NEW YORK (CBSNewYork) — There’s a new effort underway to police violent videos posted on social media.
Certain content could lead to serious time behind bars.READ MORE: Reports Of Small Aircraft In Water Off Long Beach Island Unfounded, Sheriff's Office Says
“When I actually saw the video my heart broke in pieces,” Genae Simpson told CBS2’s Vanessa Murdock.
Simpson said the video captured just over two weeks ago haunts her.
The victim in the senseless beating is her 15-year-old daughter. Someone recorded the attack on their phone and shared it with the world.
“These videos don’t go away. They pop up out of nowhere. It’s embarrassing, it’s belittling the person that go assaulted,” she said.
Simpson said the person behind the camera is just as bad as those caught on camera acting savage.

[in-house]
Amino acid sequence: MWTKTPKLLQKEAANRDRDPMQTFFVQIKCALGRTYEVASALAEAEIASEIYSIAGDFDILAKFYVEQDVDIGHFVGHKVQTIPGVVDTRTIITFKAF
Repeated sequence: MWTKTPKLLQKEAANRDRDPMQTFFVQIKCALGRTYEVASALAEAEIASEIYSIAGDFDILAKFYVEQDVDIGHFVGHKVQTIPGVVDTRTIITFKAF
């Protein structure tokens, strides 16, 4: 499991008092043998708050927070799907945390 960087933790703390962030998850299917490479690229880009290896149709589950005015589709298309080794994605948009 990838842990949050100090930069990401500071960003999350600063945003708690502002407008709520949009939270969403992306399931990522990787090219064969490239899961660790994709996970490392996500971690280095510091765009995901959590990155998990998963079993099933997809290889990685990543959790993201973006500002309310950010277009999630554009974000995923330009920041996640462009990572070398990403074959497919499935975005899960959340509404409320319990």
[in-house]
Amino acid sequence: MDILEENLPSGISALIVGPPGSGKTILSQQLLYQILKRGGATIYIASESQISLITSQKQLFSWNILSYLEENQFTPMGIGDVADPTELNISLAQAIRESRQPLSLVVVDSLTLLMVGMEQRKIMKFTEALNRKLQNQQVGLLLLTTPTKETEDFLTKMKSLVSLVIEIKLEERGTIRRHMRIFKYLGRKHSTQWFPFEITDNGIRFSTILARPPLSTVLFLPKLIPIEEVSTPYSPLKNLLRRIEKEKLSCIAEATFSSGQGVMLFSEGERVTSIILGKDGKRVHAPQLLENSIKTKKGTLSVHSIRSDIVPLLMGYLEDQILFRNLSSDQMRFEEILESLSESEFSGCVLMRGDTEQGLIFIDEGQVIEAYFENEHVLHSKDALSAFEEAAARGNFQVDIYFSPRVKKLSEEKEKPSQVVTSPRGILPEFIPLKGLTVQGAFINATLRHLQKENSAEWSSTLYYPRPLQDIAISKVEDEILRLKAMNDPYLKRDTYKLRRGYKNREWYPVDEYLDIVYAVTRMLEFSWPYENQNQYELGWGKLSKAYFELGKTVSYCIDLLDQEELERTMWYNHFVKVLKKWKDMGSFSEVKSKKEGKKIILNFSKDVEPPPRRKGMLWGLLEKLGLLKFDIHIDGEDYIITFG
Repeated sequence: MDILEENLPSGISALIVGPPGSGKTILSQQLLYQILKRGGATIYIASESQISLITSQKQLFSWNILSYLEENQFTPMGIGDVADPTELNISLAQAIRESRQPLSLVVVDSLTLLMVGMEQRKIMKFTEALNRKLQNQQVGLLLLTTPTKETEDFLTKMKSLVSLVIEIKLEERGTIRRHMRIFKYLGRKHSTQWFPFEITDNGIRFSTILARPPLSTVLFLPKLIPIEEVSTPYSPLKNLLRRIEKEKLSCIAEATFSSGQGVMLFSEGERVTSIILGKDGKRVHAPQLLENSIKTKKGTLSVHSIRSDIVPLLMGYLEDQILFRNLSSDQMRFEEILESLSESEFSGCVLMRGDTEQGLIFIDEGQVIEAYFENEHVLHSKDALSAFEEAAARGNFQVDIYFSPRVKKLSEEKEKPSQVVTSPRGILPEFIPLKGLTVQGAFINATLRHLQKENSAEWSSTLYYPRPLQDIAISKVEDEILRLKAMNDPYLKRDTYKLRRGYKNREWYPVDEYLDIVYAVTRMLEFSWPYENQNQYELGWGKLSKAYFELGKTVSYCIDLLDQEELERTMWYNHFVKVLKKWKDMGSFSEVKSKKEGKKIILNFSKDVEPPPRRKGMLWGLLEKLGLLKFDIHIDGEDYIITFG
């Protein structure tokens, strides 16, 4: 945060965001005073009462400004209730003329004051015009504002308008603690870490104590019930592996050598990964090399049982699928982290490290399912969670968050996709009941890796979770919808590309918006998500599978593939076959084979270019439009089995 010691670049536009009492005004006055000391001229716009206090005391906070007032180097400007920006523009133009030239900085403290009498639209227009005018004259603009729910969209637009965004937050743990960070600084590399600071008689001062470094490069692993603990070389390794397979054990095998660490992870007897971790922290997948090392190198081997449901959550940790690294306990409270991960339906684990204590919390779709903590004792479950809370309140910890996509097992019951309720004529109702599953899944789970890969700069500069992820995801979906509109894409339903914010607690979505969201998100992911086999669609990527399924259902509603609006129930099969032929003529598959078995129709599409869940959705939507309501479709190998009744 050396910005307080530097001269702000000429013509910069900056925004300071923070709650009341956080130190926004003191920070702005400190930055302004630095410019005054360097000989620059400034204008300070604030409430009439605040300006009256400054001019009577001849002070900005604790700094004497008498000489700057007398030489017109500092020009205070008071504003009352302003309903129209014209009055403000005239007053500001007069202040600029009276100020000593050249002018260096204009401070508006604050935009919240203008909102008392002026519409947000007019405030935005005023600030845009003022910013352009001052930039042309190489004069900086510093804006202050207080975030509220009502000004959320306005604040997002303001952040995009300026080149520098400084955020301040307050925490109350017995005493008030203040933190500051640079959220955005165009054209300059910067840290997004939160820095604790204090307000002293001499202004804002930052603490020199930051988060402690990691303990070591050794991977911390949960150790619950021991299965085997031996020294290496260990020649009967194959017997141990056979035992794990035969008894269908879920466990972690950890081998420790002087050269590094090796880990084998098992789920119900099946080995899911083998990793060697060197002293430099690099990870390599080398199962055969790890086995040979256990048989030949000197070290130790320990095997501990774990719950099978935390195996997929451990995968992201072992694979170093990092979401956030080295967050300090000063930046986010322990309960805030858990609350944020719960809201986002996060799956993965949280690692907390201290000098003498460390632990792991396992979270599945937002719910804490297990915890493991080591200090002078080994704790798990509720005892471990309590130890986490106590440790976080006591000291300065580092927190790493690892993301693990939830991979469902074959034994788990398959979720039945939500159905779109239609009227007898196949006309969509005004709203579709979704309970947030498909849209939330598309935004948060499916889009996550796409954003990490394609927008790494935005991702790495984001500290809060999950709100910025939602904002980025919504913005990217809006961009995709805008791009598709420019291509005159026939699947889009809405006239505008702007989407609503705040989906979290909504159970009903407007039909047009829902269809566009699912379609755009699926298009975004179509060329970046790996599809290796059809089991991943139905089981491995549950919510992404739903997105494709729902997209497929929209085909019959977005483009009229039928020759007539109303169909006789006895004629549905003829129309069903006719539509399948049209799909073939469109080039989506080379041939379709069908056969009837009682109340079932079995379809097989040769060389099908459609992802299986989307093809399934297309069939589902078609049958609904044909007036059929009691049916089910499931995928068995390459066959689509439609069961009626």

“You don’t take the time to dial 911, you didn’t take time to run to an officer, you took that much time to record a young lady getting stomped. You can hear it, the background, them laughing. You’re just as bad as the person that did it,” she said.
She supports State Senator Phil Boyle’s proposal.READ MORE: New Jersey Named Best State To Live In, According To New Ranking
“Our bill would outlaw the recording of a violent crime,” he said. “If someone is either committing the crime themselves, or part of a conspiracy if you will. If they see someone who they know is going to assault someone and they record it, they’re in trouble,” he said.
It would be a felony. If convicted the person would face up to four years in prison and $5,000 in fines.
“It’s malicious and creul,” Melissa Teoulet said.
Still, it happens.
“To hear it and see it is two totally different things. It’s a nightmare, and that’s what it became,” Simpson said.
Perhaps if illegal, some will think twice about pressing record, and maybe go to get help.
The bill needs to pass through the senate, assembly, and the governor’s office.MORE NEWS: Reopening New York: US Open To Allow Full Fan Capacity At 2021 Tournament